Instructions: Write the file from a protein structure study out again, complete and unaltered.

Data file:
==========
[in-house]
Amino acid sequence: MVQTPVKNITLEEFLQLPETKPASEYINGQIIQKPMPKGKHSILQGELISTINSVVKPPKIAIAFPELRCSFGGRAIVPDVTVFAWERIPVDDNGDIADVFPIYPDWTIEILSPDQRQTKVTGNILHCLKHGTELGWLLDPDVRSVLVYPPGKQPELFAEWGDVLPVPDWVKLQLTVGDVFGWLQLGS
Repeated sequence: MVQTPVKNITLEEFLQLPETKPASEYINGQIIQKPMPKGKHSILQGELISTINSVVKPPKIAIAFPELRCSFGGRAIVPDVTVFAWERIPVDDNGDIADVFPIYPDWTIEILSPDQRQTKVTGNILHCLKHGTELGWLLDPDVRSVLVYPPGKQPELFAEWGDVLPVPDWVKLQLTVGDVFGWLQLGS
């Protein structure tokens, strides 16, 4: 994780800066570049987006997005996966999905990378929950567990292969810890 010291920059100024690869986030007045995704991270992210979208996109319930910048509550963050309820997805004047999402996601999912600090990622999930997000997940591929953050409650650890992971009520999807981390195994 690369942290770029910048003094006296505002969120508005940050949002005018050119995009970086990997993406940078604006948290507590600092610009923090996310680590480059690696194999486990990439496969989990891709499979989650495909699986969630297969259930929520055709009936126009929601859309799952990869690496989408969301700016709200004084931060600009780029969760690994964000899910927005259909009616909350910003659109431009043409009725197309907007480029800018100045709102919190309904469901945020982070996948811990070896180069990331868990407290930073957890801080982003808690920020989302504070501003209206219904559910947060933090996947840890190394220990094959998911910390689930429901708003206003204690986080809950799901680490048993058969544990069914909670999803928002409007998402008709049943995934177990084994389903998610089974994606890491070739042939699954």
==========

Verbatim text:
[in-house]
Amino acid sequence: MVQTPVKNITLEEFLQLPETKPASEYINGQIIQKPMPKGKHSILQGELISTINSVVKPPKIAIAFPELRCSFGGRAIVPDVTVFAWERIPVDDNGDIADVFPIYPDWTIEILSPDQRQTKVTGNILHCLKHGTELGWLLDPDVRSVLVYPPGKQPELFAEWGDVLPVPDWVKLQLTVGDVFGWLQLGS
Repeated sequence: MVQTPVKNITLEEFLQLPETKPASEYINGQIIQKPMPKGKHSILQGELISTINSVVKPPKIAIAFPELRCSFGGRAIVPDVTVFAWERIPVDDNGDIADVFPIYPDWTIEILSPDQRQTKVTGNILHCLKHGTELGWLLDPDVRSVLVYPPGKQPELFAEWGDVLPVPDWVKLQLTVGDVFGWLQLGS
């Protein structure tokens, strides 16, 4: 994780800066570049987006997005996966999905990378929950567990292969810890 010291920059100024690869986030007045995704991270992210979208996109319930910048509550963050309820997805004047999402996601999912600090990622999930997000997940591929953050409650650890992971009520999807981390195994 690369942290770029910048003094006296505002969120508005940050949002005018050119995009970086990997993406940078604006948290507590600092610009923090996310680590480059690696194999486990990439496969989990891709499979989650495909699986969630297969259930929520055709009936126009929601859309799952990869690496989408969301700016709200004084931060600009780029969760690994964000899910927005259909009616909350910003659109431009043409009725197309907007480029800018100045709102919190309904469901945020982070996948811990070896180069990331868990407290930073957890801080982003808690920020989302504070501003209206219904559910947060933090996947840890190394220990094959998911910390689930429901708003206003204690986080809950799901680490048993058969544990069914909670999803928002409007998402008709049943995934177990084994389903998610089974994606890491070739042939699954």